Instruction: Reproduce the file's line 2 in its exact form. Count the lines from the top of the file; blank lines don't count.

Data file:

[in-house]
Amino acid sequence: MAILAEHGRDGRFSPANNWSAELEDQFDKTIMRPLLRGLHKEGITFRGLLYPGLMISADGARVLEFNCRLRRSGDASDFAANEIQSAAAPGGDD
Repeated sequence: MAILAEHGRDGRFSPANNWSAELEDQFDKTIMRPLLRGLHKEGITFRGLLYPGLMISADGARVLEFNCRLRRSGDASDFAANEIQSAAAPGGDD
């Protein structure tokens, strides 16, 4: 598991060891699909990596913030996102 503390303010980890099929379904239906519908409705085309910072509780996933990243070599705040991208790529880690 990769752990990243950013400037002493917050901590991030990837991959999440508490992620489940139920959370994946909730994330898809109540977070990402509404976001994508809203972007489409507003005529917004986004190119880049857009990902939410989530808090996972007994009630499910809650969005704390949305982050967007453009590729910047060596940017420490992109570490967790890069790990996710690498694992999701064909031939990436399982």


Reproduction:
Amino acid sequence: MAILAEHGRDGRFSPANNWSAELEDQFDKTIMRPLLRGLHKEGITFRGLLYPGLMISADGARVLEFNCRLRRSGDASDFAANEIQSAAAPGGDD